“For you are a people holy to the Lord your God. The Lord your God has chosen you to be a people for his treasured possession, out of all the peoples who are on the face of the earth. It was not because you were more in number than any other people that the Lord set his love on you and chose you, for you were the fewest of all peoples, but it is because the Lord loves you and is keeping the oath that he swore to your fathers, that the Lord has brought you out with a mighty hand and redeemed you from the house of slavery, from the hand of Pharaoh king of Egypt” (Deuteronomy 7:6-8 ESV).
The Israelites were to be a “holy” people. They were God’s “treasured possession” out of all the people who lived on the earth. God had chosen them. God “set his love” on them.
But what does it mean to be holy? Someone once explained to me that the word “holy” has the idea of something that is different from what surrounds it. This is what God was calling the Israelites to be: different from all the other nations. This is why he gave them the Law and, just before they were to enter the land, Moses was emphasizing again the need to obey God’s commands.
But what made Israel so special that God would treasure them above all other people? It wasn’t because they were the largest group, because they weren’t – Moses said they were the smallest. The reason they were treasured by God was “the oath that he swore to your fathers” – it was because of the promise God made to Abraham hundreds of years earlier. That promise involved Abraham’s descendants becoming a great nation and possessing the land where Abraham lived. Ultimately, that promise involved one particular descendant who would be the Messiah, the one who would be a blessing to all people.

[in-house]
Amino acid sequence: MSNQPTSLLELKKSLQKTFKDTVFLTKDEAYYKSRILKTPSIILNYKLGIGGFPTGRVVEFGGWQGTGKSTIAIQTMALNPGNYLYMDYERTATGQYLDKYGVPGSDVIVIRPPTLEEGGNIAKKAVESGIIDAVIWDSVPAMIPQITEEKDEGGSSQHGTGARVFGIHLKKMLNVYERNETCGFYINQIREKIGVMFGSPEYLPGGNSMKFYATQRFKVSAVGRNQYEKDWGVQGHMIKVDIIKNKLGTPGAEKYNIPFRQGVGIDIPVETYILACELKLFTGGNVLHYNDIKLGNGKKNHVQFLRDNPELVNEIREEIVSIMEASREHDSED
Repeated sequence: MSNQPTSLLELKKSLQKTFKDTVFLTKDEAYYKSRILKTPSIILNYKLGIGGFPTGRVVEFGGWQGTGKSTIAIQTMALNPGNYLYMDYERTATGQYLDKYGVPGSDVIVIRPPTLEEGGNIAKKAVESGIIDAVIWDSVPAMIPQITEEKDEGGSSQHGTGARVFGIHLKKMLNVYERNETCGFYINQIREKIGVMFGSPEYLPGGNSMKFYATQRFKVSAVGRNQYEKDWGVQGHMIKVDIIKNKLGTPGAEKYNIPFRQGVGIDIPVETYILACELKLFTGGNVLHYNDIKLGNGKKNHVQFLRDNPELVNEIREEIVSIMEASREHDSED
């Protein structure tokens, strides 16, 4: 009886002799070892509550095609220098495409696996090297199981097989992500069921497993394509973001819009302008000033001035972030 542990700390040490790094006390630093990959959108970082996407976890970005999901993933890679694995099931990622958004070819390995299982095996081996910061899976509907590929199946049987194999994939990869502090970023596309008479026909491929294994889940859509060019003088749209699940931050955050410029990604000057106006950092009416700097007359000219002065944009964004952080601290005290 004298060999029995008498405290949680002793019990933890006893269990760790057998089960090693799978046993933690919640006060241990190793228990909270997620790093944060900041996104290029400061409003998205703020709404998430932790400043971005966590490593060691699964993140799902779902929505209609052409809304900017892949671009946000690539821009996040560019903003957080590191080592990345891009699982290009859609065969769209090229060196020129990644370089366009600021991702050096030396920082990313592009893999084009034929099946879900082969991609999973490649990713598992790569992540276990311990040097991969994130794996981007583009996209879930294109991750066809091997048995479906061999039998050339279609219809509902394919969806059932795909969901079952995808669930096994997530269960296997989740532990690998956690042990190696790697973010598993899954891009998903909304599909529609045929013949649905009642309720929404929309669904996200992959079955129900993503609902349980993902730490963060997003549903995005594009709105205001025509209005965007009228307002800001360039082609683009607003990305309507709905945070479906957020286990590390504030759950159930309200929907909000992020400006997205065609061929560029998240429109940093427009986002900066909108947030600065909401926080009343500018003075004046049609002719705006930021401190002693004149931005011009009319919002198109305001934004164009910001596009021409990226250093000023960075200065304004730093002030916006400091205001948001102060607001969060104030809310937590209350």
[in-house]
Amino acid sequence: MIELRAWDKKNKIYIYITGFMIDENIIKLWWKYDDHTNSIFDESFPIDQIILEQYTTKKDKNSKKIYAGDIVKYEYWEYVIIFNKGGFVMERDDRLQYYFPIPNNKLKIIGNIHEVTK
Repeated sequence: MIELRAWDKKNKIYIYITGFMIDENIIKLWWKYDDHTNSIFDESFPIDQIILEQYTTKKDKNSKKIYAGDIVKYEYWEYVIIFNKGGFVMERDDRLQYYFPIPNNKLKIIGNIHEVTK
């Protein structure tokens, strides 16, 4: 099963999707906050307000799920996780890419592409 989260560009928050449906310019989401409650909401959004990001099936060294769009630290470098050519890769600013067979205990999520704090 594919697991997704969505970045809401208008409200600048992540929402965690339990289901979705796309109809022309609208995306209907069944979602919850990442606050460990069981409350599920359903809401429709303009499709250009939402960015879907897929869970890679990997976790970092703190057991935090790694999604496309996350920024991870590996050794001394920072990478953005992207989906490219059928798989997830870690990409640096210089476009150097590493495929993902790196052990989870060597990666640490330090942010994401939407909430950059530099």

This is why Israel was treasured by God and why they needed to obey him. “You shall therefore be careful to do the commandment and the statutes and the rules that I command you today” (Deuteronomy 7:11).
This is also how God views Christians today. Notice what Peter wrote to Christians in the first century, using the same words we find about Israel.
“But you are a chosen people, a royal priesthood, a holy nation, God’s special possession, that you may declare the praises of him who called you out of darkness into his wonderful light. Once you were not a people, but now you are the people of God; once you had not received mercy, but now you have received mercy” (1 Peter 2:9-10 NIV).
Some of the older English translations used the word “peculiar” in 1 Peter 2:9. This was not saying that Christians are to be a “strange” group of people, but that they are “peculiar” to God – the second definition of this word is “special, belonging exclusively to” (New Oxford English Dictionary). Christians today are God’s special people who belong exclusively to him.
It is not that God has chosen me, exclusively, to be special to him. All Christians are special to God. God chose Christians to be “a royal priesthood, a holy nation.” Christians today are God’s special possession. As his special possession we need to love, serve, and obey him.
“Therefore, rid yourselves of all malice and all deceit, hypocrisy, envy, and slander of every kind. Like newborn babies, crave pure spiritual milk, so that by it you may grow up in your salvation, now that you have tasted that the Lord is good” (1 Peter 2:1-3).
Readings for next week:
17 April – Deuteronomy 7
18 April – Deuteronomy 8
19 April – Deuteronomy 9
20 April – Deuteronomy 10
21 April – Deuteronomy 11